The scene depicts the grounds of a country tavern where we see various people engaged in a traditional game of Horseshoes in which players attempt to encircle a stake in the ground with thrown horseshoes. It is closely related to quoits, a very similar game, and has been played for centuries in Europe. Evidence suggests that the Greeks and Romans played some version and by the 1800s it had become extremely popular in England.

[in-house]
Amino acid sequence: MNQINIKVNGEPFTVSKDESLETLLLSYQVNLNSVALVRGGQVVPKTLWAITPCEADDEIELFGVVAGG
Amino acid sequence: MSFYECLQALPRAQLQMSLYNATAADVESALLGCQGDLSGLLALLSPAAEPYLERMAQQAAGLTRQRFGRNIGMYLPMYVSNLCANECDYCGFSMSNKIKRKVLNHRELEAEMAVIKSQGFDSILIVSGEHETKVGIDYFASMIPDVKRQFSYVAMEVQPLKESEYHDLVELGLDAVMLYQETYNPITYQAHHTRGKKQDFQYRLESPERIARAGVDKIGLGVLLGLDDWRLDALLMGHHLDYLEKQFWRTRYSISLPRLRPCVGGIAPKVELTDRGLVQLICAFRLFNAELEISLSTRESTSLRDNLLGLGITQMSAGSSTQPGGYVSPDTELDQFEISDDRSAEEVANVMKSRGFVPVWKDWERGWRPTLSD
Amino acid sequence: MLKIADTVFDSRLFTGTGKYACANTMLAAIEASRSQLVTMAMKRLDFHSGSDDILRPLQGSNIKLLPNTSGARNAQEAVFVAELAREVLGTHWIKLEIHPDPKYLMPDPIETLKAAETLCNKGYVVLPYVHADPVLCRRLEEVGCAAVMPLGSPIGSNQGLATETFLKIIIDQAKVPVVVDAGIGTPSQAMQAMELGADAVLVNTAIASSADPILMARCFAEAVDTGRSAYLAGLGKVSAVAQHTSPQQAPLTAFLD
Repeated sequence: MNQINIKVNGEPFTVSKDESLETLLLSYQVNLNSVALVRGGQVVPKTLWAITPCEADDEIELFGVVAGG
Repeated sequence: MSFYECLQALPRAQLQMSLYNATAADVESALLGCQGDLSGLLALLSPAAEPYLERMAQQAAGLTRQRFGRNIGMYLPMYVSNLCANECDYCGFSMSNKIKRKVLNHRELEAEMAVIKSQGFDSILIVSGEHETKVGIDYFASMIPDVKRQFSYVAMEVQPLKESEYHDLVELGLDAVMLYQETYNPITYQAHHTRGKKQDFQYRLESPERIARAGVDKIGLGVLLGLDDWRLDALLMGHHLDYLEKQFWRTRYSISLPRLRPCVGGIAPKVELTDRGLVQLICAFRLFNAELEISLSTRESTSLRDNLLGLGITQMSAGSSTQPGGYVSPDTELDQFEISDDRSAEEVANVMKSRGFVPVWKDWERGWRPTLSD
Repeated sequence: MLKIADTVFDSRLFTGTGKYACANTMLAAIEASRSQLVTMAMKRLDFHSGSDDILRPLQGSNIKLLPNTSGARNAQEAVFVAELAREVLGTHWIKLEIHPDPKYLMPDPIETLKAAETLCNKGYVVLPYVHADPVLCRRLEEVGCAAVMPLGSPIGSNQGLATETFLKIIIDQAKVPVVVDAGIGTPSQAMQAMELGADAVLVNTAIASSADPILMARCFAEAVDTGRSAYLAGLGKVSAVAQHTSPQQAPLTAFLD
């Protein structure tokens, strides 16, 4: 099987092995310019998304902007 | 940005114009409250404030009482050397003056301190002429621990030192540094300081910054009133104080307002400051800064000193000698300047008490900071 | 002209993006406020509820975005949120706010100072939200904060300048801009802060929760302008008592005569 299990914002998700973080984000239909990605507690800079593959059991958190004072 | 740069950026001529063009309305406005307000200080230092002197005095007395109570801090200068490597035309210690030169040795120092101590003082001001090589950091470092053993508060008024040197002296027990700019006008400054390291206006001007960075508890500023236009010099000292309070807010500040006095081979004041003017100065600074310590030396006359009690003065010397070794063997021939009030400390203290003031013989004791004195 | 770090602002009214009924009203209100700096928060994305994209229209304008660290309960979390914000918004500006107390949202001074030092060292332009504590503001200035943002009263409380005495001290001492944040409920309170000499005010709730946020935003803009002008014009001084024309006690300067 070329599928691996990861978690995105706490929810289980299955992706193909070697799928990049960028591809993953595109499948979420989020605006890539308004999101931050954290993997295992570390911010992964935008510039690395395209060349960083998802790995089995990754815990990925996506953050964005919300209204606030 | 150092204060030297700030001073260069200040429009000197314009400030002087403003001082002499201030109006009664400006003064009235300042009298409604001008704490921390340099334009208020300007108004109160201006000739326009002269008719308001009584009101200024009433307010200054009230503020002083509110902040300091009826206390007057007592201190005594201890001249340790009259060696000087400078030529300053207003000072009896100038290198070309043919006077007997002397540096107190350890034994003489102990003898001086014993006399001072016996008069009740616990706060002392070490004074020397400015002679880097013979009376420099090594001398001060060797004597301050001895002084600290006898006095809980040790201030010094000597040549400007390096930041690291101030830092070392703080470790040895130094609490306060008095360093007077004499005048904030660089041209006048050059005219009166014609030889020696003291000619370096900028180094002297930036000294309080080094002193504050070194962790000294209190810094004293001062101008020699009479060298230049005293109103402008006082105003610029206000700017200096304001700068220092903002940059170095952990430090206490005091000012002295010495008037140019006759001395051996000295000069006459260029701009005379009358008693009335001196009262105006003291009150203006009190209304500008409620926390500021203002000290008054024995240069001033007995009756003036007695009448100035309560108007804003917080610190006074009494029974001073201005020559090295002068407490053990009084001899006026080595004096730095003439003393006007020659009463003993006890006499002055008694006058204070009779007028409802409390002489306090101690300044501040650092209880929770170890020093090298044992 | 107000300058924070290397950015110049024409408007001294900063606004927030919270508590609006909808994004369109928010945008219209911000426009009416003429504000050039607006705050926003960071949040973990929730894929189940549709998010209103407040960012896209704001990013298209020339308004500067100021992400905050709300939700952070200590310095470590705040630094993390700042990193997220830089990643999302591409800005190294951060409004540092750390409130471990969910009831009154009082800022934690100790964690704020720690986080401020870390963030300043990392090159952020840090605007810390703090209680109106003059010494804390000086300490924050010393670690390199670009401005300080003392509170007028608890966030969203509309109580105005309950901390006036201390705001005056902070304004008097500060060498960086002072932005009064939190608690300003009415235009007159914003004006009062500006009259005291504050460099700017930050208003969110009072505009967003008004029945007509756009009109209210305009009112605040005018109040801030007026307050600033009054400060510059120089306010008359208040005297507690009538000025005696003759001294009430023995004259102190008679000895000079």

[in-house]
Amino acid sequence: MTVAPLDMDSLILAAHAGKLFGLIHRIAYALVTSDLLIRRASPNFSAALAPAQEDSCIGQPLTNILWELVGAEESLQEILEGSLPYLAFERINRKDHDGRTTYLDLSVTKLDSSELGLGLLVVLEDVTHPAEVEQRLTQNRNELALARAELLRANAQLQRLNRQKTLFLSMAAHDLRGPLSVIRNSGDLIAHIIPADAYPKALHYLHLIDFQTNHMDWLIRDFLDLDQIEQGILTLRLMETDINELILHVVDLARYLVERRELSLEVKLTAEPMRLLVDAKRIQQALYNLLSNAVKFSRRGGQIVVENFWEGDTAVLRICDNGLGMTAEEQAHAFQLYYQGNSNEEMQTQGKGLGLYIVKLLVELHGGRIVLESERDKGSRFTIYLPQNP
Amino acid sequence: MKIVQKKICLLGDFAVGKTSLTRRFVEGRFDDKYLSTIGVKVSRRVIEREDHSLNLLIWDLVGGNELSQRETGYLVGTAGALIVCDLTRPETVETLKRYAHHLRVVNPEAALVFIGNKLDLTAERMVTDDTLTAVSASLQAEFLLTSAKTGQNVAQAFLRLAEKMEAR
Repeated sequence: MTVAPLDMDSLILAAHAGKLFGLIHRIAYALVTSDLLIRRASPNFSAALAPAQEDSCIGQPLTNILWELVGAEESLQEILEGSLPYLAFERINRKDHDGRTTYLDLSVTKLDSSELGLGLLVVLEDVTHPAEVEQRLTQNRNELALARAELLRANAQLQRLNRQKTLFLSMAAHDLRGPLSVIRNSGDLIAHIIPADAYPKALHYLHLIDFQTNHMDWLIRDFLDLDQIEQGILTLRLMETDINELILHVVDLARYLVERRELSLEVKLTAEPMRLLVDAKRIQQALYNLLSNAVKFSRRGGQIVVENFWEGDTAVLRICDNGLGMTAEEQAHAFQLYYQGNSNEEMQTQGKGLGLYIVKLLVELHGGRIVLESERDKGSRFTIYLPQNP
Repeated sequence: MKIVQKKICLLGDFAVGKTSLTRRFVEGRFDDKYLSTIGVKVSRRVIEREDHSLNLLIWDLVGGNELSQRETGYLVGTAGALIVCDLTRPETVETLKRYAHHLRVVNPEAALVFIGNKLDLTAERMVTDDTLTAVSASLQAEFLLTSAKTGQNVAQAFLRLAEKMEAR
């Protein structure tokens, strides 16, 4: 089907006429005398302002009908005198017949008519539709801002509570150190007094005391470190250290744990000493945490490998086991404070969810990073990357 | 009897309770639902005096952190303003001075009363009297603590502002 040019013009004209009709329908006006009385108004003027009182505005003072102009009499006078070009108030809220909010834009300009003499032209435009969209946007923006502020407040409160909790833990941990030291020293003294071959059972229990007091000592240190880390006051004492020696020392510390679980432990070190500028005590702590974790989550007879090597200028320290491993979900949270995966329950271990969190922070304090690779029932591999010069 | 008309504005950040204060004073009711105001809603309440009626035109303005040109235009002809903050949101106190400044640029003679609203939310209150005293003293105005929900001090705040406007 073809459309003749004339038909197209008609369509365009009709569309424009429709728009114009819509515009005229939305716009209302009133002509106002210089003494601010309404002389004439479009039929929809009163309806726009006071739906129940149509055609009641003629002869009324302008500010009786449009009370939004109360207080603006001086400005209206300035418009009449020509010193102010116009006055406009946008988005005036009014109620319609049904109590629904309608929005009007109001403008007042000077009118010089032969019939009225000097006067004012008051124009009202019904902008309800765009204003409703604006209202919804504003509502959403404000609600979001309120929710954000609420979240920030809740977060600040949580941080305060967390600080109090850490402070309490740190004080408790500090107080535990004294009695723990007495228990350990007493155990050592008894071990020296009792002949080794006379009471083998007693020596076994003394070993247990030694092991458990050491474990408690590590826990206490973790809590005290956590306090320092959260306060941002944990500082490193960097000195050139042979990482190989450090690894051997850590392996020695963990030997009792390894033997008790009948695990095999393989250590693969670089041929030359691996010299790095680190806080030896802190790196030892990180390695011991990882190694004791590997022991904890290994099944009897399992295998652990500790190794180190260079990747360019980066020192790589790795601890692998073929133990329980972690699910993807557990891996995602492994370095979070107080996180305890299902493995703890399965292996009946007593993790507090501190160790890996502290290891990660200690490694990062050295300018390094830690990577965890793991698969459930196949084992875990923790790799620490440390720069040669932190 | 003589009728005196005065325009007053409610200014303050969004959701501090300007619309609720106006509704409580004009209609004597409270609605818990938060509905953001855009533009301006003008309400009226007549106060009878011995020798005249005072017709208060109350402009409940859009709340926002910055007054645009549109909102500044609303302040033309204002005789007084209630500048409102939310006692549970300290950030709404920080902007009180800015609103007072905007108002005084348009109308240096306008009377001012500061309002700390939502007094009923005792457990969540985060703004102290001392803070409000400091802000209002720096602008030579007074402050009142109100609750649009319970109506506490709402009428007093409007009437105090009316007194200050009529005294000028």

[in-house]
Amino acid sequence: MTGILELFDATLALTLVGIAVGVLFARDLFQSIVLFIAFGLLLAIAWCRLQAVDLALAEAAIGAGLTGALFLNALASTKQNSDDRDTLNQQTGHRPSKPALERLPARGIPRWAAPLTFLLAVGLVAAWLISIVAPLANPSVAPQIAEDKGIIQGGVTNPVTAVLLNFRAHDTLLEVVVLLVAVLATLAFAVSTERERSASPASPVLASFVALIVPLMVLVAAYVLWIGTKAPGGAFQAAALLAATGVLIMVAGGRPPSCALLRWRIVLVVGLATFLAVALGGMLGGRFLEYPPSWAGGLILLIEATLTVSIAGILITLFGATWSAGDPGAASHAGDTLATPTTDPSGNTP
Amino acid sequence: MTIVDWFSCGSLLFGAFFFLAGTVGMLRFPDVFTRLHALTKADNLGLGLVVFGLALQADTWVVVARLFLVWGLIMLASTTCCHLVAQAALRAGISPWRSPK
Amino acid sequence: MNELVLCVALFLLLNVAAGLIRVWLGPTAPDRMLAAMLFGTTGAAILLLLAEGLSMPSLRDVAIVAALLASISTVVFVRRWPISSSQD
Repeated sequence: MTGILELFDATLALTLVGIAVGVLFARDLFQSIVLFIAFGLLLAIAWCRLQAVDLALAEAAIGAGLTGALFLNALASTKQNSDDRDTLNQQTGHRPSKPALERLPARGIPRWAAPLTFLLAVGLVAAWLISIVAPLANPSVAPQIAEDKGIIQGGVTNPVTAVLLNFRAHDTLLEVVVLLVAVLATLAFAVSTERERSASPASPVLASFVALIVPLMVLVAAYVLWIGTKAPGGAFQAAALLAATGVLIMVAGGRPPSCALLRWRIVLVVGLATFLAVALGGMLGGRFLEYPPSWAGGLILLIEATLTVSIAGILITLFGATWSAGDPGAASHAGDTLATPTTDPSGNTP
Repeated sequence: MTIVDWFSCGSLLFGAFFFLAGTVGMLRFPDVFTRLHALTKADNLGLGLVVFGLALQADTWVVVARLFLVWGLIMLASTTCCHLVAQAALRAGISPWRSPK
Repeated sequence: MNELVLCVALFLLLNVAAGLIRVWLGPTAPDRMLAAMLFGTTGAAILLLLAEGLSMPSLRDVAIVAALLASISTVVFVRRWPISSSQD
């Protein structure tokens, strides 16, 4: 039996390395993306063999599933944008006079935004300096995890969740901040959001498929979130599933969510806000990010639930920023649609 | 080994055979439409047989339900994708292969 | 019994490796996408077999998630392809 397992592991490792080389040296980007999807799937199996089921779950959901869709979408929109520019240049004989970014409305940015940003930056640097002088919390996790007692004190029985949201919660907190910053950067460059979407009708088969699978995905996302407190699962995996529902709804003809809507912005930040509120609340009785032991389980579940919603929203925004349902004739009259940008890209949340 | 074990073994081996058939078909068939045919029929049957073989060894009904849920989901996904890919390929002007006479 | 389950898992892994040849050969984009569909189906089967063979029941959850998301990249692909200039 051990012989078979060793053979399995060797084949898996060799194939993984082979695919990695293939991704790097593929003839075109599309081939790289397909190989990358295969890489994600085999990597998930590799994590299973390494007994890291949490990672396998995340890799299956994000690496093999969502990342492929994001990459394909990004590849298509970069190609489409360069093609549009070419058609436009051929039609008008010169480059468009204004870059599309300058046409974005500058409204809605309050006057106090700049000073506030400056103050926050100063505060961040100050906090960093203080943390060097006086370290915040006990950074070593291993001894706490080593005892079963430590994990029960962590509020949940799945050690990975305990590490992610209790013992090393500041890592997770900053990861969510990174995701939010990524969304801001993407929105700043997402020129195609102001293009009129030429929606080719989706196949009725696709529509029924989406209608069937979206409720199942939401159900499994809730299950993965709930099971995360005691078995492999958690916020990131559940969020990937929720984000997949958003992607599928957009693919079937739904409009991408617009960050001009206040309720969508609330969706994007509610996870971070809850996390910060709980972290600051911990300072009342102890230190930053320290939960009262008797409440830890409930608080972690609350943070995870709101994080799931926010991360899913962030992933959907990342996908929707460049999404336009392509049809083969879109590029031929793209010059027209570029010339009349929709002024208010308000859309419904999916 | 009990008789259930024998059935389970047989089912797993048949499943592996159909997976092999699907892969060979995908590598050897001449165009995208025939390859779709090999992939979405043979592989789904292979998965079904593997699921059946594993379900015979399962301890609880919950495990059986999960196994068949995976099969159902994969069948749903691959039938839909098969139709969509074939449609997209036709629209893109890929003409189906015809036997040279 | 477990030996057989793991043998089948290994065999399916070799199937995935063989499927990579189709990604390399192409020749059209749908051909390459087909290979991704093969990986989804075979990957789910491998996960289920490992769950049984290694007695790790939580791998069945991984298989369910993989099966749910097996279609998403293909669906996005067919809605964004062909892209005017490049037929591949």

The picture presented here is a typical example of genre painting of the period, that is, a painting of subjects from everyday life, usually small in scale. Developed particularly in Holland in the 17th century, most typically with scenes of peasant life or drinking in taverns. In Britain Hogarth’s moral subjects were a special kind of genre in their frankness and often biting social satire. Simpler genre painting emerged in later eighteenth century England in the works of such artists as George and Henry Morland, and Francis Wheatley. It became hugely popular in the Victorian age and was adopted by many painters to depict tales of a moral and sentimental nature.